INDUSTRY ANALYSTS at Gartner have reported that PC shipments declined by five percent in the last quarter as people have started to adopt tablets.
According to the firm tablet sales have reduced sales of replacement PCs.
"Tablets have dramatically changed the device landscape for PCs, not so much by 'cannibalizing' PC sales, but by causing PC users to shift consumption to tablets rather than replacing older PCs," said Mikako Kitagawa, principal analyst at Gartner.
"Whereas as once we imagined a world in which individual users would have both a PC and a tablet as personal devices, we increasingly suspect that most individuals will shift consumption activity to a personal tablet, and perform creative and administrative tasks on a shared PC.
"There will be some individuals who retain both, but we believe they will be exception and not the norm. Therefore, we hypothesize that buyers will not replace secondary PCs in the household, instead allowing them to age out and shifting consumption to a tablet."
Low cost tablets have helped push sales forward and the analyst firm added that this could be good news for some PC makers, those that offer the more highly specified and priced PCs.
"This transformation was triggered by the availability of compelling low-cost tablets in 2012, and will continue until the installed base of PCs declines to accommodate tablets as the primary consumption device," she added.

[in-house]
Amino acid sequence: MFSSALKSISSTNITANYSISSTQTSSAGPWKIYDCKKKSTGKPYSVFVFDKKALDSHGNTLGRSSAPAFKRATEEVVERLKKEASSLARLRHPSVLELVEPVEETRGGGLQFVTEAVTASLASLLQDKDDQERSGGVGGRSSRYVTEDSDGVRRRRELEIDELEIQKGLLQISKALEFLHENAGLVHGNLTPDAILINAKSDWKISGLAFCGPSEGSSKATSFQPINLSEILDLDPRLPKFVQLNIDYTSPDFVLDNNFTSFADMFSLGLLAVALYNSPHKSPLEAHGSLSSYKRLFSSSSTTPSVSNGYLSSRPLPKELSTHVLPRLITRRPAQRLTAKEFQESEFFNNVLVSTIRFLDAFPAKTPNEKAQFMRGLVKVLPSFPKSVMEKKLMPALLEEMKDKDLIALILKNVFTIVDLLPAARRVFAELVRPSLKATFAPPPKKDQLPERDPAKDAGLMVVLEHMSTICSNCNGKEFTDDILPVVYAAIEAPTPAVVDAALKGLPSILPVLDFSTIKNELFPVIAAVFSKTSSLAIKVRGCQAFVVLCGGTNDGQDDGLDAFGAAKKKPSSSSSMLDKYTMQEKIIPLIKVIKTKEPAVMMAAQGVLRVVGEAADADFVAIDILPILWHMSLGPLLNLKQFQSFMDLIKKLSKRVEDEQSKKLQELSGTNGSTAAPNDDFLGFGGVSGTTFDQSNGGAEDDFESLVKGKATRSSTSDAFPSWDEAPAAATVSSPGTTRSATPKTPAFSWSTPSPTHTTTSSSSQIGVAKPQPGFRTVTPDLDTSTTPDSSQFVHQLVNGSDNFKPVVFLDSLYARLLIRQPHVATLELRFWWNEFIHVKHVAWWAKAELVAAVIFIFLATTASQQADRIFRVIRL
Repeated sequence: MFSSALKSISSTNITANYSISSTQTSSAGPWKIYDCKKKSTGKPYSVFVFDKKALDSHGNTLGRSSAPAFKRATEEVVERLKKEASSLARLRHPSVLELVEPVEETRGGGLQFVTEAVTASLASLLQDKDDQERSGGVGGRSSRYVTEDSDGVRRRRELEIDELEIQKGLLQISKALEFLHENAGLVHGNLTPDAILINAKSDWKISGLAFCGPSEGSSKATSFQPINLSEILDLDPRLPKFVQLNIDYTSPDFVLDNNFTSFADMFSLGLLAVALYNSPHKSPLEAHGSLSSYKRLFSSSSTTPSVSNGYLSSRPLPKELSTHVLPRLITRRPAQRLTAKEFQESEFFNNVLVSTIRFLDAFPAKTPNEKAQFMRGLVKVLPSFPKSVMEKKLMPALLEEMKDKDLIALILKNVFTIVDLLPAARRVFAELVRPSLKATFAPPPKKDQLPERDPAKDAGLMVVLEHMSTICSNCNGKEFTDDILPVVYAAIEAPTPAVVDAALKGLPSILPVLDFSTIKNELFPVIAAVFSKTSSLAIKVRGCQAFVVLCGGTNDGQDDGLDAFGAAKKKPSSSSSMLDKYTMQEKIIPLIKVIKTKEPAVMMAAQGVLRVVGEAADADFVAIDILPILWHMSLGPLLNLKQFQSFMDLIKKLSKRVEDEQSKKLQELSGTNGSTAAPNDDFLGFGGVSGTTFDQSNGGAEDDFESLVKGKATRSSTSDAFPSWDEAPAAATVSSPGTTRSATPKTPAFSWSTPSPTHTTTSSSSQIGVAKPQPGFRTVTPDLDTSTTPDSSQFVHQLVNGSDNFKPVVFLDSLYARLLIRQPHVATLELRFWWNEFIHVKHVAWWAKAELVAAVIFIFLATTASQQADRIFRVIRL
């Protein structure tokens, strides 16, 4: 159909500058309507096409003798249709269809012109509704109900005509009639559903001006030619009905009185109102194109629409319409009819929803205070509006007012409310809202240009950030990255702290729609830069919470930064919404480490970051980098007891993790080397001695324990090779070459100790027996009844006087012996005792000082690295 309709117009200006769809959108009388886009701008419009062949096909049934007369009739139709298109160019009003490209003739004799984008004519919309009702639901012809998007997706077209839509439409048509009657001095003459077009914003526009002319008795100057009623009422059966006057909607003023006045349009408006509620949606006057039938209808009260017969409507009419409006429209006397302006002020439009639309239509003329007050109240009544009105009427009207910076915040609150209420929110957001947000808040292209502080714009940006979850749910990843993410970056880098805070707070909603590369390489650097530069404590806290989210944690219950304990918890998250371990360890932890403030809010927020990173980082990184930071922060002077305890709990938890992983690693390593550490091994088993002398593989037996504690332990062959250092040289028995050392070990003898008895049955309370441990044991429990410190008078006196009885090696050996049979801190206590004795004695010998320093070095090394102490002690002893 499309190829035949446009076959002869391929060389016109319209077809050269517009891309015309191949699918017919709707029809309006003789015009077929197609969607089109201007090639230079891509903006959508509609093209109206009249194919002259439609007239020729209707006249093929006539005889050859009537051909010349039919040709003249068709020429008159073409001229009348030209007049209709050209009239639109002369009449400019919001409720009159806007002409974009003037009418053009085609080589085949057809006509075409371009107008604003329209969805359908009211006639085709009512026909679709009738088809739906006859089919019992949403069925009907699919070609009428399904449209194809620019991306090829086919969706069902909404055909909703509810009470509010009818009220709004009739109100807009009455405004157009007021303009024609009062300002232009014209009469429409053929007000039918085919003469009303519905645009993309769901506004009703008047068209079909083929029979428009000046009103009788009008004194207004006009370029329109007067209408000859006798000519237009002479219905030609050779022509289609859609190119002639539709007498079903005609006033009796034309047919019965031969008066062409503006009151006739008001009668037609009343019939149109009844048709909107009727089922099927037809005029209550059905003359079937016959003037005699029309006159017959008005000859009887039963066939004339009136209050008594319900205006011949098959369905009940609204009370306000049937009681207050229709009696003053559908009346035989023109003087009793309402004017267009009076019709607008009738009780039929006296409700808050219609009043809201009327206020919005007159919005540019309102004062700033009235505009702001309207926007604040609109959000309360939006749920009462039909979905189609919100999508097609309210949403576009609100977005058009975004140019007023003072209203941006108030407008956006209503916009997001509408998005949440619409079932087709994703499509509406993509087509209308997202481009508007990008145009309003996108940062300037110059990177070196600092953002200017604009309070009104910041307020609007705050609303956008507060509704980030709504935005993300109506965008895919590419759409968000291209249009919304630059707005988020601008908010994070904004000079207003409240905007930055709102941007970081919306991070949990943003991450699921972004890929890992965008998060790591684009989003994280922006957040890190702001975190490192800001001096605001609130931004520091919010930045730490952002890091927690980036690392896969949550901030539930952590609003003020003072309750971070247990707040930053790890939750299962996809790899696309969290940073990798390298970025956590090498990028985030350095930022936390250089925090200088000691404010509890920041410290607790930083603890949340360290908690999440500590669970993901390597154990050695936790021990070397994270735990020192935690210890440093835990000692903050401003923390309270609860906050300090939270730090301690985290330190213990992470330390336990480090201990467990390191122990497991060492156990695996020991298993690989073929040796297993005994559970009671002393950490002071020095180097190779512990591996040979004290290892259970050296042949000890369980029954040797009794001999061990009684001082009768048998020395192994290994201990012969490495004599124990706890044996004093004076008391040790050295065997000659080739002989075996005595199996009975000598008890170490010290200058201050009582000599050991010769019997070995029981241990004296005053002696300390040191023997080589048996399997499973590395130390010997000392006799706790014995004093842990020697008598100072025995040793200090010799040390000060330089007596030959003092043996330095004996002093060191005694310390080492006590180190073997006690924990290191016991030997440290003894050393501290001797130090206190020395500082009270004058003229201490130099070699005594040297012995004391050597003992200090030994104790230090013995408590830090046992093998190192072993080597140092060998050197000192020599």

"On the positive side for vendors, the disenfranchised PCs are those with lighter configurations, which mean that we should see an increase in PC average selling prices (ASPs) as users replace machines used for richer applications, rather than for consumption."
Pity the poor "disenfranchised PC". It couldn't even catch a break over the holiday period and despite Gartner finding that some people had bought low cost notebooks over Christmas, they barely caused a ripple in the figures.
Windows 8, which might have excited some people into a hardware upgrade, didn't really, because hardware was limited and expensive, and its launch is dismissed as not having "significant impact" on PC shipments.
HP, with a 16.2 percent market share, is the biggest fish in the PC pond thanks to its enterprise customer base, while Lenovo, with 15 percent, is in second place. Dell is in third with 10 percent market share
PC shipments were 17.5 million in the US in the fourth quarter of 2012. This was a two percent drop against the same period last year. PC shipments in EMEA were 28.1 million, a 9.6 percent decrease.
Gartner's findings echoes those of IDC, another industry analyst firm. IDC found that revenues have fallen in the market, and it too places HP at the top of the sales figures.
IDC said that vendors had failed to capitalise on the rollout of Windows 8 machines and had not marketed them well enough.
"Lost in the shuffle to promote a touch-centric PC, vendors have not forcefully stressed other features that promote a more secure, reliable and efficient user experience," said IDC senior research analyst Jay Chou.
"As Windows 8 matures, and other corresponding variables such as ultrabook pricing continue to drop, hopefully the PC market can see a reset in both messaging and demand in 2013." µ